I also suggest we drop the word "miner" for workers running the buyer's programs.  Maidsafe calls them "farmers".  I'm happy with "workers".  We should either drop the word "miner" altogether, or reserve it for those engaging in PoS.

With this change in terminology we can explain what we're doing quite clearly and succinctly as follows: As with other coins, you can earn fees by mining, but with our coin these fees will be very small.  The real money will come from working.  Workers will collect fees paid by buyers.  A participant can be both a miner and a worker at the same time, or he could be a miner and a buyer.  He could even be all three.  One use case for this combination is when a participant is willing to rent out his own computer, but wants to buy processing power from other workers who have different hardware.

Nice suggestion, I support it! Although I wouldn't call them workers but I'd rather refer to their computational tasks. I do like computrons.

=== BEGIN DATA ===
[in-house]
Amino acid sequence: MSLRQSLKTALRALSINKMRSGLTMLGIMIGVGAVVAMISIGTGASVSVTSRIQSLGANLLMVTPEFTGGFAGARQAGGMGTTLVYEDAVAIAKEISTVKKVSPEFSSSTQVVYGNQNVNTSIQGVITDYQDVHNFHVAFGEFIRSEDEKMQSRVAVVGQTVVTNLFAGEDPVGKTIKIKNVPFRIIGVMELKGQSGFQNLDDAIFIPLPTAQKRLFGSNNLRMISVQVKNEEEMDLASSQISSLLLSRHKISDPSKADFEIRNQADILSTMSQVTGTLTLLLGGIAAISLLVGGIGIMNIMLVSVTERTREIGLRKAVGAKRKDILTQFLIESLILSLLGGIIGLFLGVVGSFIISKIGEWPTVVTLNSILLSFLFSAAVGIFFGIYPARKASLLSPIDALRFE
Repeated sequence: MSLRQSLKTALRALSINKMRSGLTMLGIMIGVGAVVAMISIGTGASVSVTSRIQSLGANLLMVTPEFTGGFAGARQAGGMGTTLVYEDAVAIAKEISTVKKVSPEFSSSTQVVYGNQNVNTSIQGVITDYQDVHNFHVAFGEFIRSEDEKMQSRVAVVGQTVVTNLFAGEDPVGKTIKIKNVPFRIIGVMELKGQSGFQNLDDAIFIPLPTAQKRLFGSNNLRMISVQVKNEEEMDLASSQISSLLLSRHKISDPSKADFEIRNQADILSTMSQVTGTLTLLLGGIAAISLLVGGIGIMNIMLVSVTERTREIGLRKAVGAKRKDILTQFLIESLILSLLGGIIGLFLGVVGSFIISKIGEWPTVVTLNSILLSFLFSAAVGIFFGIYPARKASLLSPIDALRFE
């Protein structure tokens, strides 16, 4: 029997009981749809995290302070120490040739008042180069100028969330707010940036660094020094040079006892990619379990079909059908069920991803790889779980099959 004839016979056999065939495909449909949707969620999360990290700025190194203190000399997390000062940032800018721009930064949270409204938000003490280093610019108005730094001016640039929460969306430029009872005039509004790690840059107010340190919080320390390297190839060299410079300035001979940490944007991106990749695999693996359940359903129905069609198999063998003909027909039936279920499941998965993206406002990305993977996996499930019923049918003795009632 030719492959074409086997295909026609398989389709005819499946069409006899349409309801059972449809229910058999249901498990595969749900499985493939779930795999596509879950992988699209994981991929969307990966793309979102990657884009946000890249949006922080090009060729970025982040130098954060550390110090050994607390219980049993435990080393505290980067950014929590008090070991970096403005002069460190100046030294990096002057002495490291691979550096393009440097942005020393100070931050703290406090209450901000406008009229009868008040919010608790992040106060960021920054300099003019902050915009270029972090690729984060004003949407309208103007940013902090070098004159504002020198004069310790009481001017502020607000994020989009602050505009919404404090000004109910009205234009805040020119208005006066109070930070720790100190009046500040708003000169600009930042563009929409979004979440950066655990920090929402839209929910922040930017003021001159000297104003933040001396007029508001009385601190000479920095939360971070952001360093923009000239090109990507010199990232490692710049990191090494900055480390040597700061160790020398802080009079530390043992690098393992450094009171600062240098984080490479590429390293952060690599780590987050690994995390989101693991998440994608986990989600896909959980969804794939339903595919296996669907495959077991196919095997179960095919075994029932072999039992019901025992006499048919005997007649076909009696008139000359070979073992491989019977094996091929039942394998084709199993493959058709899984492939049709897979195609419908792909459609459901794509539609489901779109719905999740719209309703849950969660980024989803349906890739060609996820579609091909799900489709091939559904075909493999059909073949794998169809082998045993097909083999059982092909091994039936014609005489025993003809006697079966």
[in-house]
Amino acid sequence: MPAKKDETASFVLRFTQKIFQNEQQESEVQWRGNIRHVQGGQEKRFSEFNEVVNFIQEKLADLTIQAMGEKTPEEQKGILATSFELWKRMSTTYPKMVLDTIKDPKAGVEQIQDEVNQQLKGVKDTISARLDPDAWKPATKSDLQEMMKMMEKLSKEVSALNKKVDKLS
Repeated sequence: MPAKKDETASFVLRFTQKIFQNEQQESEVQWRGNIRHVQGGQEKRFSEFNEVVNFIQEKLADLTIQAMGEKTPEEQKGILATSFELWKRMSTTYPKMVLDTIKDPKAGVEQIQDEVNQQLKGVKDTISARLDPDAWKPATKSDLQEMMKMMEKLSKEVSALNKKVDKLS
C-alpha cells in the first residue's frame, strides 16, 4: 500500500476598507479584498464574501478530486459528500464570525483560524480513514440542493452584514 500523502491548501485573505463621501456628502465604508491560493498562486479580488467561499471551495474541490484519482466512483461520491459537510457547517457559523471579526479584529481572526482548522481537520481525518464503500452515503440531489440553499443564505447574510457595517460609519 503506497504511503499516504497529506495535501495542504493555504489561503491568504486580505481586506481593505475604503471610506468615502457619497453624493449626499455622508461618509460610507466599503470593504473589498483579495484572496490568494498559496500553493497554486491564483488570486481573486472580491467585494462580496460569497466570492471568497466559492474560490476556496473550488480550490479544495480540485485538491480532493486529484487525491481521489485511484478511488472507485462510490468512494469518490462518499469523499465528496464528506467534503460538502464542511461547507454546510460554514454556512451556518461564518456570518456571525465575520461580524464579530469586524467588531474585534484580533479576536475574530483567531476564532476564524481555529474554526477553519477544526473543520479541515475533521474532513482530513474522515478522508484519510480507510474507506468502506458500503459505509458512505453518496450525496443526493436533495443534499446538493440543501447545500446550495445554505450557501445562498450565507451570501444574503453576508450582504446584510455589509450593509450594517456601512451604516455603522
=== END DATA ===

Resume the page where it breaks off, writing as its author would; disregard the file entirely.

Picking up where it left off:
ps: 73.43 BTC raised so far Smiley

In summary, the Intel Management Engine and its applications are a backdoor with total access to and control over the rest of the PC. The ME is a threat to freedom, security, and privacy, and the libreboot project strongly recommends avoiding it entirely. Since recent versions of it can’t be removed, this means avoiding all recent generations of Intel hardware. details https://libreboot.org/faq.html#intelme --- https://tehnoetic.com/laptops --- https://store.vikings.net/x200-ryf-certfied
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March 16, 2016, 07:14:42 PM
 #111

Hello,

I used a Bitgo wallet to donate Bitcoin on several different occasions so far.